From the July issue of National Geographic magazine: In the Footsteps of Gandhi Workers harvest salt in Dharasana, Gujarat. In May 1930, the month after Gandhi led a march to protest British restrictions on salt, activists trained in nonviolent resistance marched here and were savagely beaten, a seminal event that advanced India’s drive for independence.Rena Effendi—National Geographic
TIME LightBox: Chronicling the Struggles of LGBT People Around the WorldJoseph Kawesi, 31 Uganda, March 2015 Joseph Kawesi, a transgender woman, sits at home in the Ugandan capital of Kampala with her mother Mai, 65. Kawesi still has nightmares about the night in December 2012 when she says police officers dragged her out of her home after a tip-off that she might be gay. She says the officers beat her, and then raped her with a club. Kawesi is now an activist working to support LGBT people affected by HIV/AIDS in Uganda. Uganda's president signed an Anti-Homosexuality Act into law in Feb. 2014, that broadened the criminalization of same-sex relationships, adding to colonial-era laws that already prohibited sodomy. The law was overturned on a technicality in August, but Parliament could pass a new anti-homosexuality bill this year.Robin Hammond
North Korea Pyongyang children school
The New York Times: Illuminating North KoreaNorth Korean children perform at the Pyongyang Kyongsang Kindergarten. David Guttenfelder—New York Times/National Geographic Creative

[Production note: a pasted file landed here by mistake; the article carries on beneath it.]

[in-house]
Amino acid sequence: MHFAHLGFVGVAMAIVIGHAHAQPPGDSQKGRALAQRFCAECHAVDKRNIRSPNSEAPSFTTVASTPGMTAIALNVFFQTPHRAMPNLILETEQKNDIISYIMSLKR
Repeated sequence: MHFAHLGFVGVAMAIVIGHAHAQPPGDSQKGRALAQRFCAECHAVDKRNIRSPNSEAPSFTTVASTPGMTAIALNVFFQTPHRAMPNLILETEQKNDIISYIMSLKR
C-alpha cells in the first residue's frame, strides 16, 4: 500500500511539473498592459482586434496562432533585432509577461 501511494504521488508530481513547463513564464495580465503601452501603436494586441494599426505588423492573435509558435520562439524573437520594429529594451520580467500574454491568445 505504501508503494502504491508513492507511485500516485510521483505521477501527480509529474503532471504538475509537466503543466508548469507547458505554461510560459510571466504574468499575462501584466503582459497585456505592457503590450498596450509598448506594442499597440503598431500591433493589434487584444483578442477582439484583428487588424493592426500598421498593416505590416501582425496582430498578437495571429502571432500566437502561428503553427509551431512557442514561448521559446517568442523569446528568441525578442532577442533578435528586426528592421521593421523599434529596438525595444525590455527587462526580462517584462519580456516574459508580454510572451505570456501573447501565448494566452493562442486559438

Worker rights Wisconsin
The New York Times Magazine: Scott Walker and the Fate of the UnionDemonstrators protesting the abrupt end to a Wisconsin State Senate committee hearing on the “right to work” bill on Feb. 24. From left: Maureen Dunn, a union activist; Daniel Benoit, a member of Teamsters Local 344; Wendy Stott, a union organizer for the Wisconsin Federation of Nurses and Health Professionals; and Peter Rickman, a staff member of Wisconsin Jobs Now. Philip Montgomery for The New York Times
Geography of poverty
MSNBC: Geography of PovertyGallup, NM. A man sleeping next to a house was questioned by police. Gallup is a city in McKinley County, New Mexico. The population is 21,678 and 21.9% live below the poverty level. Gallup has the highest violent crime rate in the state of New Mexico. In 2012, violent crime was nearly five times the national average.Matt Black
The New Yorker Photo Booth: Stranded in Marseille Young people hang out on the streets of Felix Pyat, a neighborhood in the northern districts. July 3, 2014.Arnau Bach
Greece Refugees
The Washington Post: The Black Route to EuropeAhmed Jinaid, 42, and his family on the Greek-Macedonian border on May , 2015 in Evzoni, Greece. With the sun setting rapidly Ahmed Jinaid and his small family group continue on their epic journey through northern Greece. The Macedonian border is only a kilometer ahead and they must cross this hill without being spotted by any of the armed gangs and paramilitaries operating in the area. Once at the top of the hill they will wait until total darkness before carrying on in total silence through Macedonia.Charles Ommanney—The Washington Post

More Must-Reads from TIME

Contact us at